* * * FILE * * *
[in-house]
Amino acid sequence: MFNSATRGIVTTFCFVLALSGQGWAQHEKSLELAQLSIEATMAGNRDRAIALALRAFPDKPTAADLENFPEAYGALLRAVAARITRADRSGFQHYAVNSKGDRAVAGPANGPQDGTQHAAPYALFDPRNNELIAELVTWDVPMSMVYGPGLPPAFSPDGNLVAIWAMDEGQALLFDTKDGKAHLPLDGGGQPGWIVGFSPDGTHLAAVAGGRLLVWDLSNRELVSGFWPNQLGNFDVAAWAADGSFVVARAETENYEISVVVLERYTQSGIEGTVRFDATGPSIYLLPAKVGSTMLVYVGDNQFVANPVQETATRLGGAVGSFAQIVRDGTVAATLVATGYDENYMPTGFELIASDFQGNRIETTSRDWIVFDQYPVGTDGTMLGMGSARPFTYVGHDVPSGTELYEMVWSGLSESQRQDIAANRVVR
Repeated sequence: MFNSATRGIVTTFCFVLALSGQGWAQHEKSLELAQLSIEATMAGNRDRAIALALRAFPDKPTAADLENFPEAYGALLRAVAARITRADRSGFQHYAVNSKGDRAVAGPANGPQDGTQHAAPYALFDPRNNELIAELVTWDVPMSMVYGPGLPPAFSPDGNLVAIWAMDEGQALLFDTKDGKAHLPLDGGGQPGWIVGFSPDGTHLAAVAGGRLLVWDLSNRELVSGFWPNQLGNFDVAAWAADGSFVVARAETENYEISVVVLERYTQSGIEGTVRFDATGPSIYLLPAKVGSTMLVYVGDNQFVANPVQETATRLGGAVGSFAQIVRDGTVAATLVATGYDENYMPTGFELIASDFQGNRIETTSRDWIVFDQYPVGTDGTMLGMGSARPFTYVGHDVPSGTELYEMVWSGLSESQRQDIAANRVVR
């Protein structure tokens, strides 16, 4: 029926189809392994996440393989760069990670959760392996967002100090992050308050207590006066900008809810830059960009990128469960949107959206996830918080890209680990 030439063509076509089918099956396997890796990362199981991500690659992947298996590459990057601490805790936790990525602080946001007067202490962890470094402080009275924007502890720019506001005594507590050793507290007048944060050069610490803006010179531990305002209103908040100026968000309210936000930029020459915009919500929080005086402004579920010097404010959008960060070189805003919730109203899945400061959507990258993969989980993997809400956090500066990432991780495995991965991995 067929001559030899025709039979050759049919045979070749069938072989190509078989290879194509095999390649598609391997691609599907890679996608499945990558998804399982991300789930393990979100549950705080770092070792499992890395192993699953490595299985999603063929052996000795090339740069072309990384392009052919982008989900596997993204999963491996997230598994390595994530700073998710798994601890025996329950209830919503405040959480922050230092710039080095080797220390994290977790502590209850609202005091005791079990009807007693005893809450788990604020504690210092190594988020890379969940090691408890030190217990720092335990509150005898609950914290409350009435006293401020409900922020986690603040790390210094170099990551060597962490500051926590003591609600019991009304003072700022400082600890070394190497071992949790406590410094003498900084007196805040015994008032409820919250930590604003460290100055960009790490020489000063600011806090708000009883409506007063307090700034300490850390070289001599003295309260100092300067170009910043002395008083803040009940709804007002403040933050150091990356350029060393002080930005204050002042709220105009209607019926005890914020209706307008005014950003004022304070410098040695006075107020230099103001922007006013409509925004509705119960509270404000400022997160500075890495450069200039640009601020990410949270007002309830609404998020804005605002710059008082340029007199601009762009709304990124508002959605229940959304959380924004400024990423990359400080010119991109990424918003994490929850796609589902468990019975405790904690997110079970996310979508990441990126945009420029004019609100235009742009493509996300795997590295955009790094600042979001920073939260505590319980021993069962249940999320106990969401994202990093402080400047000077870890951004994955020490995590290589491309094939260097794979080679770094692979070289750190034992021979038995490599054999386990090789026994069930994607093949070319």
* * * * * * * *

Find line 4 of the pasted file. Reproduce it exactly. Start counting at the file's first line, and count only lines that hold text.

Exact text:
């Protein structure tokens, strides 16, 4: 029926189809392994996440393989760069990670959760392996967002100090992050308050207590006066900008809810830059960009990128469960949107959206996830918080890209680990 030439063509076509089918099956396997890796990362199981991500690659992947298996590459990057601490805790936790990525602080946001007067202490962890470094402080009275924007502890720019506001005594507590050793507290007048944060050069610490803006010179531990305002209103908040100026968000309210936000930029020459915009919500929080005086402004579920010097404010959008960060070189805003919730109203899945400061959507990258993969989980993997809400956090500066990432991780495995991965991995 067929001559030899025709039979050759049919045979070749069938072989190509078989290879194509095999390649598609391997691609599907890679996608499945990558998804399982991300789930393990979100549950705080770092070792499992890395192993699953490595299985999603063929052996000795090339740069072309990384392009052919982008989900596997993204999963491996997230598994390595994530700073998710798994601890025996329950209830919503405040959480922050230092710039080095080797220390994290977790502590209850609202005091005791079990009807007693005893809450788990604020504690210092190594988020890379969940090691408890030190217990720092335990509150005898609950914290409350009435006293401020409900922020986690603040790390210094170099990551060597962490500051926590003591609600019991009304003072700022400082600890070394190497071992949790406590410094003498900084007196805040015994008032409820919250930590604003460290100055960009790490020489000063600011806090708000009883409506007063307090700034300490850390070289001599003295309260100092300067170009910043002395008083803040009940709804007002403040933050150091990356350029060393002080930005204050002042709220105009209607019926005890914020209706307008005014950003004022304070410098040695006075107020230099103001922007006013409509925004509705119960509270404000400022997160500075890495450069200039640009601020990410949270007002309830609404998020804005605002710059008082340029007199601009762009709304990124508002959605229940959304959380924004400024990423990359400080010119991109990424918003994490929850796609589902468990019975405790904690997110079970996310979508990441990126945009420029004019609100235009742009493509996300795997590295955009790094600042979001920073939260505590319980021993069962249940999320106990969401994202990093402080400047000077870890951004994955020490995590290589491309094939260097794979080679770094692979070289750190034992021979038995490599054999386990090789026994069930994607093949070319």